February 4, 2020

News coverage of child abuse and neglect wasn’t a daily part of my life until after my career as a journalist ended in 2018. When I started working for the Utah Division of Child and Family Services as its public information officer, I quickly found myself in the deep end of Utah’s child welfare system.

I was a month into my new role when I saw my first news brief identify a victim of child sex abuse.

The victim’s name wasn’t used, but it didn’t matter. Her age and gender, the alleged perpetrator’s full name, age, city of residence and the fact that he was the child’s next-door neighbor were printed clearly. It took me less than 10 minutes to find his address. I wondered how quickly someone could find the victim’s home, her name and what school she attended.

The more stories I read, the more my concern grew. I began noticing excessive details and problematic wording. Some instances directly conflicted with newsroom policies I had followed as a journalist; others didn’t feel right, but discomfort with descriptions of child sex abuse didn’t equate to a good reason for changing a news story.

Most reporter guides I found on best practices dealt with responsible interviewing, and those related to rape and assault primarily focused on adults. One exception was a publication from the National Children’s Advocacy Center, but I wanted a tool for news organizations that shared both reasoning and solutions.

After researching studies on secondary victimization and news coverage of child abuse, and with input from child advocates, social workers and journalists, I developed the Journalist’s Guide to Reporting on Child Abuse. Here are a few of the key takeaways, and why newsrooms need to talk more about this:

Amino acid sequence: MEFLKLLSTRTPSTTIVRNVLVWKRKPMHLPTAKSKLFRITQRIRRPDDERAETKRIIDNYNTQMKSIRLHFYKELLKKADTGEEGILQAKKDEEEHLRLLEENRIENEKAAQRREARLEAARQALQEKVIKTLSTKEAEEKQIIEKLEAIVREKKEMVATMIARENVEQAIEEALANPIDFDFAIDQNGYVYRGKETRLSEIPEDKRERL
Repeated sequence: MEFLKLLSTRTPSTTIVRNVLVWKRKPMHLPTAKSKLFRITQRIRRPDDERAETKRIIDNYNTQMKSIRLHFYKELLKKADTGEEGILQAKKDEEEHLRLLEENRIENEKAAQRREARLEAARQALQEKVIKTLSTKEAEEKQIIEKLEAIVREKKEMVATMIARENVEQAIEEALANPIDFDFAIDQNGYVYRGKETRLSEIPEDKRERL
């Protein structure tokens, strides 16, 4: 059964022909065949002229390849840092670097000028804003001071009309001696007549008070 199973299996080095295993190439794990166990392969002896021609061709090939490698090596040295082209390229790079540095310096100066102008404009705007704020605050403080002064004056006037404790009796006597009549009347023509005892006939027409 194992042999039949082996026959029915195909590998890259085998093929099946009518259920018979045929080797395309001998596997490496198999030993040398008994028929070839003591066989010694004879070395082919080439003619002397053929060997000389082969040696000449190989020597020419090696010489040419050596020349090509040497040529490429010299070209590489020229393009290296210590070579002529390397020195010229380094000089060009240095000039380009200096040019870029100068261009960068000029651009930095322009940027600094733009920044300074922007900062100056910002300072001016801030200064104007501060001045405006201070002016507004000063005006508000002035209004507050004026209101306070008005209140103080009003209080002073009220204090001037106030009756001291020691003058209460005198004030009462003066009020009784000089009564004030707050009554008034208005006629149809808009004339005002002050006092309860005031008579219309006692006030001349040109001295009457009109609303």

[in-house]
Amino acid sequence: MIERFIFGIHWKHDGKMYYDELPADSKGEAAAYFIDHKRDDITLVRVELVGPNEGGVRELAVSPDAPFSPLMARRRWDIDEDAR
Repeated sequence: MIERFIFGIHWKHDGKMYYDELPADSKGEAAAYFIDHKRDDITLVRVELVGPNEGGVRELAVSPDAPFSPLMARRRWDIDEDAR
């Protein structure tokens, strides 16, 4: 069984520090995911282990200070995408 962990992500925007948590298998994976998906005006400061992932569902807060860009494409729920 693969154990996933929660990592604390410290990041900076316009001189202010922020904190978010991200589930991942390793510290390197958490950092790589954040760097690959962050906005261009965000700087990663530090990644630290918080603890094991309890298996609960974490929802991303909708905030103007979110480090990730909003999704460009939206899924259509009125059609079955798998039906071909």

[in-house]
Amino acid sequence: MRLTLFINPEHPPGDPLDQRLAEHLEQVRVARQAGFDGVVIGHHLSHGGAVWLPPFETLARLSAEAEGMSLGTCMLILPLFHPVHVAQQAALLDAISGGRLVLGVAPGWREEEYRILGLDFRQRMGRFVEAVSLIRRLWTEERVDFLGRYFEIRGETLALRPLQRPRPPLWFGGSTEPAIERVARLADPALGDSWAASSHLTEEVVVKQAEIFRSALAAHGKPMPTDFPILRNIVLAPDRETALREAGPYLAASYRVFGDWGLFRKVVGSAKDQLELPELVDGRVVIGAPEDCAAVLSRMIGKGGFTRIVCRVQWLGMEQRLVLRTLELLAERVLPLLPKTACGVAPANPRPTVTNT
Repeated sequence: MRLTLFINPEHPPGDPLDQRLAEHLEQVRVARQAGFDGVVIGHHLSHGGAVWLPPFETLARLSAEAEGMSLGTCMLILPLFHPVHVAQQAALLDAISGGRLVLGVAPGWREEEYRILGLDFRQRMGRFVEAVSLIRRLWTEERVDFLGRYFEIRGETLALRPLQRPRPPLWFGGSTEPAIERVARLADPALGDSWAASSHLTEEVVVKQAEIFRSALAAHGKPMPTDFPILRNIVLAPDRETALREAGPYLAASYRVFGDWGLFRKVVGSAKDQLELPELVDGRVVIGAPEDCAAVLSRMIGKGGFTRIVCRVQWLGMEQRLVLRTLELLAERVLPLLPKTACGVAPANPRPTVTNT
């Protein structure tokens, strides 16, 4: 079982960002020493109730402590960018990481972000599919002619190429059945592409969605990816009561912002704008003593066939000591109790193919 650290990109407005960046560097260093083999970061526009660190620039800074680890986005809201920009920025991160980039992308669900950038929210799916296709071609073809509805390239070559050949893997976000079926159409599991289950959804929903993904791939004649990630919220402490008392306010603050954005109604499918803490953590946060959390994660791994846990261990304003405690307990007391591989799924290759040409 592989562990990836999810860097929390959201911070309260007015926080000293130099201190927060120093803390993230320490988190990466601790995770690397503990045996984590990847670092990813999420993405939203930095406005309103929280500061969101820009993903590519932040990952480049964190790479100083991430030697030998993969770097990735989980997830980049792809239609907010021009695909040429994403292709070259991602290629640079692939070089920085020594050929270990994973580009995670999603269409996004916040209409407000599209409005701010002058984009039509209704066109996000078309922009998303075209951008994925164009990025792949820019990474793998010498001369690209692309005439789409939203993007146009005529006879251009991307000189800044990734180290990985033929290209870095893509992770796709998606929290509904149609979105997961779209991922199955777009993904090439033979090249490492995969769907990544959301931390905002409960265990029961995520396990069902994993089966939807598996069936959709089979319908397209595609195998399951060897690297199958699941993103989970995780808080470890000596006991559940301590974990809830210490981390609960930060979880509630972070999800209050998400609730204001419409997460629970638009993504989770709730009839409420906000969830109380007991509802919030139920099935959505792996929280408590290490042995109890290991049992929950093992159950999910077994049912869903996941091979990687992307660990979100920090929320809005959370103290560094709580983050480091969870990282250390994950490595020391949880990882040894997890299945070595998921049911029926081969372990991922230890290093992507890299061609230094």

Every time journalists publish news about abuse, they are sharing a story of someone’s trauma. The public’s right to know doesn’t negate this fact. Reporters need to thoughtfully consider what is truly necessary for informing public safety, community education and action, and what might be harmful or re-traumatizing for victims. There is an important difference between an accurate account and a sensational retelling of a traumatic event.

This doesn’t mean you should soften language or take away from the seriousness of the crime. When providing descriptions of any abuse, avoid euphemisms and instead use medical or legal terms. A good example of this is non-consensual sex — it’s called rape.

If a victim isn’t old enough to legally give consent, ensure your story reflects that. An easy way to accomplish this is by familiarizing yourself with your state’s consent laws. For example, in Utah, a child 13 or younger cannot legally give consent. For minors 14-15 and 16-17, it’s sexual abuse or unlawful sexual contact, depending on the age of the adult involved.

With that in mind, would the headline “Man arrested for sexual relationship with 13-year-old boy” be accurate? What about “Teacher accused of having affair with teen he met online?”

Sexual abuse is not a relationship, and repeated sexual abuse is not an affair. It’s important to remember that teens are just as susceptible to grooming by predators, especially by those in positions of trust. The national nonprofit Darkness to Light has some useful information on grooming and red flag behavior.

Public perceptions of child abuse are largely derived from the news. It doesn’t matter if the information comes from official sources or is already publicly available elsewhere. As a member of the media you provide a platform that is more accessible than a courthouse kiosk, and you are responsible for what you choose to publish.

Studies have shown (1, 2, 3) that sensational, episodic stories of abuse can oversimplify and distract from the often complex socioeconomic problems that lead to abuse (poverty, unemployment, mental illness and drug abuse). Framing the incident as a tragic event by a monstrous perpetrator can deter larger community conversations about prevention.

Don’t wait for the next arrest brief to talk about child abuse and neglect in your state. Reach out to child abuse prevention organizations, advocates and state welfare agencies. Find regional and state data to gain an accurate picture of abuse in your area. Look for opportunities to provide context and relevant resources to better inform and educate the public through your reporting.

Preventing child abuse is a community effort. Local media needs to be part of the solution, not the problem. As a good friend and mentor would say — because journalism.

You can also find a non-Utah specific version of the guide here.

Sarah Welliver is a former journalist and current public information officer for Utah’s Division of Child and Family Services. She can be reached at swelliver@utah.gov.

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